“Experiment A” from “Lithographs,” Rachael M. Wilson

“Experiment A” from “Lithographs,” Rachael M. Wilson

Experiment A: “Lithic Economies: Molloy’s Sucking Stones”



In opening his stone-soliloquy, Molloy explains that he “took advantage of being at the seaside to lay in a store of sucking-stones.”1 The number of stones is sixteen, and Molloy would prefer to suck on these stones systematically, so that their erosion proceeds evenly. For convenience, Molloy plans to carry the stones in one or all of his pockets; he has two trouser pockets and two greatcoat pockets, making a total of four pockets. Molloy’s problem (and our own) will be to devise a method of distribution and circulation of the stones that ensures each stone will pass through Molloy’s mouth at least once and no more than once before a new cycle of sucking begins. This system should be simple in the extreme—possible to execute without thought—as Molloy cannot be bothered to keep track of an elaborately devised plan.



The sucking stone, being a fictional entity, is for this reason no less ideal an object for sucking. The sucking stone may be an (post)allegorical pebble, but will neither be more nor less material for this reason. However, if an emblem, it will prove mutable and, thus, difficult to suck in any systematic way.



16 stones

1 pair trousers with two pockets, Left Trouser (LT) and Right Trouser (RT)

1 greatcoat with two pockets, Left Greatcoat (LG) and Right Greatcoat (RG)

1 mouth, for sucking (M)



Method A. Molloy first plans to distribute the stones evenly amongst his four pockets, moving them one-at-a-time, beginning with a stone from RG which he moves to M (Step 1). While sucking this stone, the deficit in RG is made up by a stone from RT (Step 2). He then fills the deficit in RT with a stone from LT (Step 3), and the deficit in LT with a stone from LG (Step 4), thereby leaving LG with three stones, ready to receive the stone from M (Step 5) so that the cycle may begin again. The problem is that in the third step of the new cycle (the 2nd movement of a stone from LG to LT) Molloy cannot be sure he moves an unsucked stone. In fact, there is a one-in-four chance that the stone moved from LG to LT has already been sucked. In the following cycles, the probability of moving a sucked stone in step 4 increases exponentially and incrementally spreads to Steps 3, 2, and 1. See Table, “Method A,” below.


Method B. Molloy then considers moving all four stones as a group from one pocket to the next, so that beginning with the same Step 1 (RG to M) he would then move four stones from RT to RG (Step 2), four stones from LT to RT (Step 3), four stones from LG to LT (Step 4) and the three stones from RG plus the one sucked stone from M to LG (Step 5). Molloy quickly realizes this method presents the same problems as Method A, and concludes that the only sure solution would be to have sixteen pockets—a pocket for each stone. (A merely hypothetical solution as Molloy lacks both needle and thread, and the initiative).


Method C. In a moment of sudden illumination, Molloy realizes the dilemma is false and depends only upon his thinking symmetrically. If the stones are unbalanced to begin—so that six stones begin in RG, five in RT, five in LT and none in LG—and if the stones then move one-at-a-time from RG to M and from M to LG until RG is emptied, and if when RG empties out Molloy then moves the five stones from RT to RG, from LT to RT, and from LG to LT, and begins again with the transfer from RG to M to LG, then he will eventually complete one full cycle wherein each of the sixteen stones have been sucked exactly once—no more, no less.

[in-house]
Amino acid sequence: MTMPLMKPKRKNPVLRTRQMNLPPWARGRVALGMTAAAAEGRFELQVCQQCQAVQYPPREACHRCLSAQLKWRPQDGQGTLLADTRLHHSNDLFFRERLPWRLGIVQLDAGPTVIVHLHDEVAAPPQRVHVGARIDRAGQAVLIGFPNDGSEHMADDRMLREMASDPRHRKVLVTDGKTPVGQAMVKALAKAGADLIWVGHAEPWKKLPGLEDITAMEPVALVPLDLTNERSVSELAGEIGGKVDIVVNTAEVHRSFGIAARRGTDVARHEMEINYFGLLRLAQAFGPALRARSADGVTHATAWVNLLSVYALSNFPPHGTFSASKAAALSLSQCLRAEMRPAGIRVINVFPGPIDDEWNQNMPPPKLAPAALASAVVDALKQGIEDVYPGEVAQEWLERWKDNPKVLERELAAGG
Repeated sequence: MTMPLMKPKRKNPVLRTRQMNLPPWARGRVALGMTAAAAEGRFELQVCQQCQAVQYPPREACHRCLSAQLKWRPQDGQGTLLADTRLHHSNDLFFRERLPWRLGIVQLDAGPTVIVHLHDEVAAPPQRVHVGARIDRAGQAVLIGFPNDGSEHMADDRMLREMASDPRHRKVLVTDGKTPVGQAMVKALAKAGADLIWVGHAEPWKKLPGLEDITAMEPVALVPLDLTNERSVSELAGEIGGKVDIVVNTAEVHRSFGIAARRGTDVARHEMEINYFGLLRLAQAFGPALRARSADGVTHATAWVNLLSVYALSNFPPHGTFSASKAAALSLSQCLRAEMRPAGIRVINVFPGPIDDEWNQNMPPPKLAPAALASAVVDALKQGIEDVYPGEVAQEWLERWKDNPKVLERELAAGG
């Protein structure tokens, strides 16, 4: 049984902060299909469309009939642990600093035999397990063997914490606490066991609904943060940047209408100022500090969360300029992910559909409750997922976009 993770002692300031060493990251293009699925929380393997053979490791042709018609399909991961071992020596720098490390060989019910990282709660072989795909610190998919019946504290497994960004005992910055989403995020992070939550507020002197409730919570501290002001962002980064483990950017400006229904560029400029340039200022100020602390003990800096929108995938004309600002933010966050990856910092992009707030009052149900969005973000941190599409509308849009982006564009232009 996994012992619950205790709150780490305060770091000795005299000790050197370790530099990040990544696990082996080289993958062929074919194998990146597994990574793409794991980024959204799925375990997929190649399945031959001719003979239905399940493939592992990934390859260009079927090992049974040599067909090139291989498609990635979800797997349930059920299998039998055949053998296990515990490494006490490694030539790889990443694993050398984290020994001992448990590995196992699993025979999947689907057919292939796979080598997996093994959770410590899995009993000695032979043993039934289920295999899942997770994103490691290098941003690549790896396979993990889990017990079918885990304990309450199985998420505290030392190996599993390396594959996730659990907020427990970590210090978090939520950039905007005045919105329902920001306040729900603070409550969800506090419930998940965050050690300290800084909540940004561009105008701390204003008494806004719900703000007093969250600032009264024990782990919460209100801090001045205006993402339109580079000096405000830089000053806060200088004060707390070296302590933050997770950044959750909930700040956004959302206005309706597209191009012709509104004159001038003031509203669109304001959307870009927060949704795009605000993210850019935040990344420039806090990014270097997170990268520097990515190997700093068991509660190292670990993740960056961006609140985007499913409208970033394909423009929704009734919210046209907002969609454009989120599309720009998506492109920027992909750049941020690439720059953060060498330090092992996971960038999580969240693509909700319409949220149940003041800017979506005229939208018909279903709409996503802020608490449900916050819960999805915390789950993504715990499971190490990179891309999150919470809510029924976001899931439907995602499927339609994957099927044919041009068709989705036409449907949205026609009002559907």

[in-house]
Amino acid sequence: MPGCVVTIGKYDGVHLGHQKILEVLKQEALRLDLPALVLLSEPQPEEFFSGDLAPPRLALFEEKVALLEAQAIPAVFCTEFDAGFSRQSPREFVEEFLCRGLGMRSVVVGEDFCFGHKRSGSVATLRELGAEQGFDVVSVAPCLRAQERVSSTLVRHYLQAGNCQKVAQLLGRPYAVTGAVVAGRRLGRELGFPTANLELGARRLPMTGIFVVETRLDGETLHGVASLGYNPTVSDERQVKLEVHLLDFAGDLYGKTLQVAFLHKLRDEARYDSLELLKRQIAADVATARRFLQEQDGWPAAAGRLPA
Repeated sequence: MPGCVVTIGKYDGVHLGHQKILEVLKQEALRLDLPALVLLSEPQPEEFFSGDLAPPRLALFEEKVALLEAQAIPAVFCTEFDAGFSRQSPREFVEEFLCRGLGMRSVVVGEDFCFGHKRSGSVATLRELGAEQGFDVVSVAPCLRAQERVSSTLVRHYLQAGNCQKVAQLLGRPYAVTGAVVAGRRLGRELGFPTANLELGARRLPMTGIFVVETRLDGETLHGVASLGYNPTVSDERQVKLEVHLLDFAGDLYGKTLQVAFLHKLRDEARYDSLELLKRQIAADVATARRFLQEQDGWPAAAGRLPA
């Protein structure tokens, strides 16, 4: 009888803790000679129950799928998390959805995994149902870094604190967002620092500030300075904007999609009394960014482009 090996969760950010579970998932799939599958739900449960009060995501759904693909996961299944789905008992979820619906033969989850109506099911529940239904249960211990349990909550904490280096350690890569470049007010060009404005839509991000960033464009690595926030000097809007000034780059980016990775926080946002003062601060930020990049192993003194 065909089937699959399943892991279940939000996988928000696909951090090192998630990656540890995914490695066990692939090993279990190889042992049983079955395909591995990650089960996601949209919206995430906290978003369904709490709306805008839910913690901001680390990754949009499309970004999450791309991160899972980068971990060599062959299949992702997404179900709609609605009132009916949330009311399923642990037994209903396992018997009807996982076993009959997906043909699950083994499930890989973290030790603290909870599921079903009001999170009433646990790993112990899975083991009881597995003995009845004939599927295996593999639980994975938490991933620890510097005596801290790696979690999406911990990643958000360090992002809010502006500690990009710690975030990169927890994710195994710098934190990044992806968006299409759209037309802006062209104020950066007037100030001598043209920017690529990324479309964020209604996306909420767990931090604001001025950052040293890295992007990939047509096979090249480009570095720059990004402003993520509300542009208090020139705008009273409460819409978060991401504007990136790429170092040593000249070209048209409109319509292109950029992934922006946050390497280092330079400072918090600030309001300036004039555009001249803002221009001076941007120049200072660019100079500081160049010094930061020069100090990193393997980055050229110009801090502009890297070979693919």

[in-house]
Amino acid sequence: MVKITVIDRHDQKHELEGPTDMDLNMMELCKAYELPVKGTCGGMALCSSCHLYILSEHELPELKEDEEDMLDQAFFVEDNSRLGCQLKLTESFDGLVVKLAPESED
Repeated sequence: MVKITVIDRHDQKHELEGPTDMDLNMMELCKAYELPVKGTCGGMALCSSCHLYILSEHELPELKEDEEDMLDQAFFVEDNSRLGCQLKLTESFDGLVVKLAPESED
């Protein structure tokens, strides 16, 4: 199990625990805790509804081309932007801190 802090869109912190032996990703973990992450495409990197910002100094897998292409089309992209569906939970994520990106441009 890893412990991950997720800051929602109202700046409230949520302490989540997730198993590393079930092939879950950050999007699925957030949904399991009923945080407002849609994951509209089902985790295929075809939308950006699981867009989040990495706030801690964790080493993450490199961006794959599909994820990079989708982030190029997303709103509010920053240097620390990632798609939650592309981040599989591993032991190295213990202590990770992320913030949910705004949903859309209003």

See: “Figures and Graphs,” below.



The solution is “inelegant assuredly, but sound, sound.”2 The inelegance of this solution, however, results in a physical disequilibrium, so that Molloy confesses “it was something more than a principle I abandoned, when I abandoned the equal distribution, it was a bodily need.”3 A further confession reveals that Molloy could care less about being off-balance; the point of collecting sixteen stones “was not in order to ballast myself in such and such a way… but simply to have a little store, so as never to be without.”4 But then, Molloy’s next reflection reveals that he cares not for larding these stones for the future, and finally, he throws all but one away, which he eventually misplaces, ingests, or abandons.



In Molloy’s sucking-stone economy, uneven distribution is key to smooth circulation, but then aesthetics take precedence over utility, and ultimately, both are sacrificed to ambivalence. Molloy refuses to let the pebbles pile up in one pocket; he opposes dispersal to sedimentation. Disburthening is not asceticism in Molloy but minimalism, noise—an intentional interference with systems of desire and communication. At first Molloy acquires many stones, then he abandons them all through willful dispossession and ambivalence. Beckett similarly abandoned, at times, his native language—as if one stone were as good as another and none better than any.


Figures and Graphs

Method A. This graph charts the probability of moving an unsucked stone from one pocket to the next in each step of the four stages of one full cycle (which would consist of sixteen stages), where 1 represents a 100 percent probability of moving an unsucked stone and 0 a zero percent probability.

Picture 8

Figure 1. Circulation

Picture 6


End Experiment A.


1 Beckett, Samuel. Three Novels: Molloy, Malone Dies, The Unnamable. Trans. Samuel Beckett and Patrick Bowles. New York: Grove Press, 1955. p. 69

2 Ibid. p. 71

3 Ibid. p. 74

4 Ibid.